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South Asia and its Diaspora: Musical Performances in the Cultures of Decolonization

Wednesday, August 30, 2017   (0 Comments)
Posted by: Stephanie Sturgis
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CONFERENCE - 4 November 2017

SOUTH ASIA AND ITS DIASPORA: MUSICAL PERFORMANCES IN THE CULTURES OF DECOLONIZATION

The Horniman Museum and Gardens, 100 London Road, Forest Hill, London, SE23 3PQ, UK

KEYNOTE SPEAKER: PROFESSOR TINA K. RAMNARINE

Decolonization is a creative process, as well as a historical and political one. Interdisciplinary critical attention to creative processes offers insights into the cultures of decolonization. This conference reflects on these creative processes by focusing on the musical performances and dance of South Asia and its Diaspora. It takes a broad view of musical performances, encompassing auditory experiences in cross-arts projects and sacred expressions. It is hosted in connection with the Horniman Museum’s summer series, featuring the diversity of South Asian music, as well as its creative resonances with contemporary culture in the UK. Music, dance, installations and film screenings will highlight creative practices ranging from traditional music to urban electronic experimental projects. This conference informs critical listening and thinking around these performance events.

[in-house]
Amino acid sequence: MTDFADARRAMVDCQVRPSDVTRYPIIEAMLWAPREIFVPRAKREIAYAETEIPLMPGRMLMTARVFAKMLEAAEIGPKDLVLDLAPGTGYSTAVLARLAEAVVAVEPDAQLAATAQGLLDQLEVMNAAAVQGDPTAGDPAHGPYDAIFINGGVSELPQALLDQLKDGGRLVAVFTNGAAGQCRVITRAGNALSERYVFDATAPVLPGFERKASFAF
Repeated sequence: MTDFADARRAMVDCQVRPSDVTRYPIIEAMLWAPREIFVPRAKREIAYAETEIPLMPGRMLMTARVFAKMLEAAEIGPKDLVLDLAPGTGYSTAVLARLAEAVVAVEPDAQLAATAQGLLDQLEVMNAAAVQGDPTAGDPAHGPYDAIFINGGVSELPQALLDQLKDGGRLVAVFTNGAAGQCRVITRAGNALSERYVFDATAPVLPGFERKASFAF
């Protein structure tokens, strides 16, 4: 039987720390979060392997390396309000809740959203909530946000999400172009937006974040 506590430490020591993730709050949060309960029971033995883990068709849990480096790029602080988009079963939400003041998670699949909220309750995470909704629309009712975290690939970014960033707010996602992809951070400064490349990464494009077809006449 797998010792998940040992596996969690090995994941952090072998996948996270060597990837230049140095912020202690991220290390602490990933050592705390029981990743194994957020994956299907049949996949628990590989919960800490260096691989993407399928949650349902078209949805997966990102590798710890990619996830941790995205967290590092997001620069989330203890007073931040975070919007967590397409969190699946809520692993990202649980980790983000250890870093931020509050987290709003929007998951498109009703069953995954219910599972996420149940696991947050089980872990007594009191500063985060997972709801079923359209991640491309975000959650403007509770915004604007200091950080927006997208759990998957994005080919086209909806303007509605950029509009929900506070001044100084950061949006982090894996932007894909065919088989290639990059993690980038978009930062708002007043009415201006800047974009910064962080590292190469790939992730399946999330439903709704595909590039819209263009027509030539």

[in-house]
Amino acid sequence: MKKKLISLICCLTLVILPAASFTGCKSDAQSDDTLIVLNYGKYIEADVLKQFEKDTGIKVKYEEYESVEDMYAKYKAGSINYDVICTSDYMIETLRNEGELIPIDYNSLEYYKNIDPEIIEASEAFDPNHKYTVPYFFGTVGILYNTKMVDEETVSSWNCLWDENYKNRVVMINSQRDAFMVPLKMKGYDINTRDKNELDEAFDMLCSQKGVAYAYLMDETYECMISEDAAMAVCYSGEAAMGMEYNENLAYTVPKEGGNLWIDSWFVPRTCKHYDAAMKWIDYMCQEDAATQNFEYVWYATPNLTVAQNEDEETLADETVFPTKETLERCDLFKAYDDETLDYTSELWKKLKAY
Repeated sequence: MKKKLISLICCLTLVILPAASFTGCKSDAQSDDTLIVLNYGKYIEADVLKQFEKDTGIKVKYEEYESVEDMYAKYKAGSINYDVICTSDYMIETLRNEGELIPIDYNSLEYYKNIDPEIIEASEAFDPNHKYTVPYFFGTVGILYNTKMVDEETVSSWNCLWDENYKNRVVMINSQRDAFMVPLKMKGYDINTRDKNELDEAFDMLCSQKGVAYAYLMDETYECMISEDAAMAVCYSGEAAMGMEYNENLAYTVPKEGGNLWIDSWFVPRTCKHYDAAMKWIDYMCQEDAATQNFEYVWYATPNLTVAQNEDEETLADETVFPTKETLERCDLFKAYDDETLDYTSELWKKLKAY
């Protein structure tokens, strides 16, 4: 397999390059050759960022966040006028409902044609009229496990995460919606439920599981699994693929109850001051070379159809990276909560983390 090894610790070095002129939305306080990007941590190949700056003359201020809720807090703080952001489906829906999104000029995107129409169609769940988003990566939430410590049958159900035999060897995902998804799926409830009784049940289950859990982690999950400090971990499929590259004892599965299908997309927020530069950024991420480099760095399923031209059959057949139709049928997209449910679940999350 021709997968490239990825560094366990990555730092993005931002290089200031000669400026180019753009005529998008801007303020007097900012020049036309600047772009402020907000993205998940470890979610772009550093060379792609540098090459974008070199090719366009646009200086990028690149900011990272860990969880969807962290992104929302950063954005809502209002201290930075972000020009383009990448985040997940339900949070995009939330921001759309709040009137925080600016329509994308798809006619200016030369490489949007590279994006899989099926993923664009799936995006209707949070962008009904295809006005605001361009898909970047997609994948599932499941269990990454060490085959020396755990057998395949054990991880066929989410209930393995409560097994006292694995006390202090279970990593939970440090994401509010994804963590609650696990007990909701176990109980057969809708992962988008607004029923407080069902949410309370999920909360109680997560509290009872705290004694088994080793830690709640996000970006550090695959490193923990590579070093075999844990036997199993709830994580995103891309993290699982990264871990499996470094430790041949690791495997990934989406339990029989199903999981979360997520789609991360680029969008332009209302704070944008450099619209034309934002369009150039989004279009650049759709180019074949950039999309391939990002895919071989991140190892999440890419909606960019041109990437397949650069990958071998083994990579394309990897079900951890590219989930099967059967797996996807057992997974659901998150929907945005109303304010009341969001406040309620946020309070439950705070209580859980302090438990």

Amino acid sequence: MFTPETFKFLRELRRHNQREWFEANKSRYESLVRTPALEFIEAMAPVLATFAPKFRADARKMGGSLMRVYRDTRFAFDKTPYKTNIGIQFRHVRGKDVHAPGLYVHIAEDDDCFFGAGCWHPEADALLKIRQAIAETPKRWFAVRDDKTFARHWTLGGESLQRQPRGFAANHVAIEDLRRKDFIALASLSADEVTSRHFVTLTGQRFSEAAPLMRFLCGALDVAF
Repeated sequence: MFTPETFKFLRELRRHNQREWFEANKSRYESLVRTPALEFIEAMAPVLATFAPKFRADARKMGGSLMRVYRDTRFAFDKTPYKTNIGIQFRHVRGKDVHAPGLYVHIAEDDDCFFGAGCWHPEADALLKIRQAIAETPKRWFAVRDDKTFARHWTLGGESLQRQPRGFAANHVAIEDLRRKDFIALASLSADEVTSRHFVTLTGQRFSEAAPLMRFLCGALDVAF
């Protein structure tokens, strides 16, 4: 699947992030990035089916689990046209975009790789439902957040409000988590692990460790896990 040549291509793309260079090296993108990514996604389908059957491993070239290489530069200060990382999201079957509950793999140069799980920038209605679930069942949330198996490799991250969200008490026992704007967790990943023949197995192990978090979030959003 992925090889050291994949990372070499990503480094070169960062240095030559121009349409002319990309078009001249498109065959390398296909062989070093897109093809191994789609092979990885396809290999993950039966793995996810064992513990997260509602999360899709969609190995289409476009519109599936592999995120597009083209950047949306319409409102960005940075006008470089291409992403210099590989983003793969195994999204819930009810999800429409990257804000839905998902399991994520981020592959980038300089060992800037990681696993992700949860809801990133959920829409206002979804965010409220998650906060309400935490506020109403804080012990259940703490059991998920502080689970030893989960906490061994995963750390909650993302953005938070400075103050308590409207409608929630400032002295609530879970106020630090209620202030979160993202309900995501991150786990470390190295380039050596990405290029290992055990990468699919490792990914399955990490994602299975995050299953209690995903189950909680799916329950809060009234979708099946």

To view the provisional programme, papers abstracts and to book tickets for the conference, please visit the Horniman website page: http://www.horniman.ac.uk/visit/events/conference-south-asia-and-its-diaspora

A principal aim of the conference is to highlight current research on South Asian and diasporic musical and dance performances, especially in relation to decolonization, since 2017 marks 70 years of Indian Independence and the centenary of the abolition of Indian indentureship.

Papers will consider some of the following topics:

·           How is traditional practice sustained in the cultures of decolonization?

·           What kinds of cross-arts creative innovations emerge from decolonizing relationships between South Asia, the South Asian Diaspora and the UK?

·           How do creative exchanges create new performance and listening contexts, and new genres?  

·         How do external factors shape local performance and consumption, and how do global economic markets and circulations impact on them? How do symphony orchestras and electronic music, for example, shape contemporary South Asian and diasporic practices? 

·           What is the intellectual responsibility of performance-based scholars in engaging with community projects and re-assessing Commonwealth relationships?


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